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Writing your way out of the blue's By

ANTOINETTE BOSCO

My sister Rosemary struggled with her husband Frank to raise a big family on a barber's small income. Now, in the golden years, they should be able to relax and enjoy life, but fate had something else in store. Frank developed Parkinson's disease more than 15 'years ago, and Rosemary cares for him day by day. Her body, unfortunately, after

10 pregnancies, six operations and a weight problem gives her a hard time. Yet Rosemary is a born caretaker. She assumes the burden of caring for sickly aunts as well as our 83-year-old mother whenever care is needed. All in all, it's not surprising that Rosemary, despite being a woman of faith, had settled into a blue mood. I would tease her when I phoned, saying that I was calling to get the medical report, or sometimes, the gloom report. Well, things have changed., I called and she had the old lilt in her voice. She told me she had learned her life wasn't so bad after all. , Another of'pur sisters, Jeannette, had challenged Rosemary to end each day with pad and pencil, writ-

ing in "positive" and "negative" columns all the positive and all the negative things that had happened to her that day. Much to her surprise, at the end of the first week all the "positive" columns were far longer than the "negative" ones. One Sunday, the day of a new granddaughter's baptism, she could find no negatives, "not one," she emphasized. She was amazed and honest enough to admit she had gotten into the rut of e'xaggerating any~ thing negative that happened, letting this distort everything else. With her new perspective, she was going to change her attitude, and, as the old song goes, "accentuate the positive and eliminate the negative." What a great tool writing is.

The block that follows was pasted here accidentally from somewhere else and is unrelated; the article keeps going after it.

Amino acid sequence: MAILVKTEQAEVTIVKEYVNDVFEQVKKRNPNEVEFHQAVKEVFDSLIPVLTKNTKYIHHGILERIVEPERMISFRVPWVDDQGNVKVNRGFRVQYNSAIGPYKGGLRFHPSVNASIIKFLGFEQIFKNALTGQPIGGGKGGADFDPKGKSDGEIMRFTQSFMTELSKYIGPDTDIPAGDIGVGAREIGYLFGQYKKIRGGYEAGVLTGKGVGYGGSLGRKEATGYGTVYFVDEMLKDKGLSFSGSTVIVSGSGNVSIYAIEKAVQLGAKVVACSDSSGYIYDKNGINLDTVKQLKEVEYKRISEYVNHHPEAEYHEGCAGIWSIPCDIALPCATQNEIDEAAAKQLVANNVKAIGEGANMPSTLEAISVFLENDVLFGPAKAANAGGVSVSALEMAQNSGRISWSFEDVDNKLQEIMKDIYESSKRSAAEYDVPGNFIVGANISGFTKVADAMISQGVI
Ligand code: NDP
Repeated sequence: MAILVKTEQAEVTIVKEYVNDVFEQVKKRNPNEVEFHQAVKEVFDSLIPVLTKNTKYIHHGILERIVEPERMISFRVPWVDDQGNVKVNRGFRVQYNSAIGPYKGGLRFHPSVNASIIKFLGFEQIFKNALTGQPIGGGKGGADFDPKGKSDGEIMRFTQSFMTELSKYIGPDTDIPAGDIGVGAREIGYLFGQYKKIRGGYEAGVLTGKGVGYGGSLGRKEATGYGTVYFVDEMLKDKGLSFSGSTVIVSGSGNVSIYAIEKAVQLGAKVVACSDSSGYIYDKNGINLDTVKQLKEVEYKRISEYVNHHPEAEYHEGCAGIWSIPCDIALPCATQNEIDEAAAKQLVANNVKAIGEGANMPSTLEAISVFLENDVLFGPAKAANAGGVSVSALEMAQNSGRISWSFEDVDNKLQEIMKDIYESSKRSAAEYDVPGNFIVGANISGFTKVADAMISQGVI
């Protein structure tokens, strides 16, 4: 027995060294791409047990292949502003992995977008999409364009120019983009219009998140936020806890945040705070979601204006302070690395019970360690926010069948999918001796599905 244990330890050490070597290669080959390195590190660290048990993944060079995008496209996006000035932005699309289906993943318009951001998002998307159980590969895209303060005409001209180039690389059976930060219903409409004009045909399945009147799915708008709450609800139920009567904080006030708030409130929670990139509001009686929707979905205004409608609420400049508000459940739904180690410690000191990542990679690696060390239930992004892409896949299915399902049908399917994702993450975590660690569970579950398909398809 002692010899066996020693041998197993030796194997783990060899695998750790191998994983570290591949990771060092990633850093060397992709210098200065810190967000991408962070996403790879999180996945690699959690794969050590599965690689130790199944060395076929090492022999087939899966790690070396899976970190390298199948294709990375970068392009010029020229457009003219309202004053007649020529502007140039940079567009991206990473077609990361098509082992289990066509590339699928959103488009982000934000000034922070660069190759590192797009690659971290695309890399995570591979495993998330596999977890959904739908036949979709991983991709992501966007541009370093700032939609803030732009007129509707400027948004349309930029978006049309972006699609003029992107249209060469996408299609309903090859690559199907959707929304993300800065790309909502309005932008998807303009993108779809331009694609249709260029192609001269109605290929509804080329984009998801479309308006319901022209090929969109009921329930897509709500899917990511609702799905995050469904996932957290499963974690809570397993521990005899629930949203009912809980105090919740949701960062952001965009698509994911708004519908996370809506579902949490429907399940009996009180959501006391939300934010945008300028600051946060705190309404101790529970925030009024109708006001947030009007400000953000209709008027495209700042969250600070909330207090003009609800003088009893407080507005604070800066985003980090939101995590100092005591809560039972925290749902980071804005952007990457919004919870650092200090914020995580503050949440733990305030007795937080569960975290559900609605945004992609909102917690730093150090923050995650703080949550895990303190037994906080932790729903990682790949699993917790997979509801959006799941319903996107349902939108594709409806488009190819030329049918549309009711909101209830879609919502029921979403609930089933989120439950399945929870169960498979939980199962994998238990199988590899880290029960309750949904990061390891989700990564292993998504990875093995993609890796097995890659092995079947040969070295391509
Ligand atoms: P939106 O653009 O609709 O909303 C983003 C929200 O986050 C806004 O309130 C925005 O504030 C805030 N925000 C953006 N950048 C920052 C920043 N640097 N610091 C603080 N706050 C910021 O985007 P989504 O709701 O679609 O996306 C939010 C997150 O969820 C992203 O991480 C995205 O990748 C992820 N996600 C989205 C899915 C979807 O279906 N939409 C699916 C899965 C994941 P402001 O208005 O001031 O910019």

When we put our thoughts and. feelings on paper, they force us to look at them with new and more honest eyes. I've known many people who kept journals and called these a therapeutic aid. Most, I'm sure, are familiar with how effective writing was and still is. For ex'ampIe, in Marriage Encounter, taking the time to actually put your feelings about your spouse into writing am! exchanging this letter with one another proves a power- . ful tool for communication. In "Facing Depression, Toward Healingthe Mind, Body and Spirit" (Twenty-Third Publications, Mystic, Conn.), author Michael Lawson, vicar of Christ Church in Bromley, England, suggests that help can come from "a pencil and paper and a quiet place."

Lawson recommends 'wntlOg answers to certain questions to get "a much clearer picture of what . may be going on within you." Some questions he recommends are: "Is there anything in particular worrying you? Are you about to do anything about it? Of all the things you are feeling, is there one that is most unsettling? "Is there some painful past event , or situation which may have something to do with your present feelings? Is there something that could happen that would really make a difference in the way you feel, now?" Putting your answers to questions like these down' in writing can give you a good picture of where you are, and, who knows, the answers might show.that things , aren't so bad with you after all.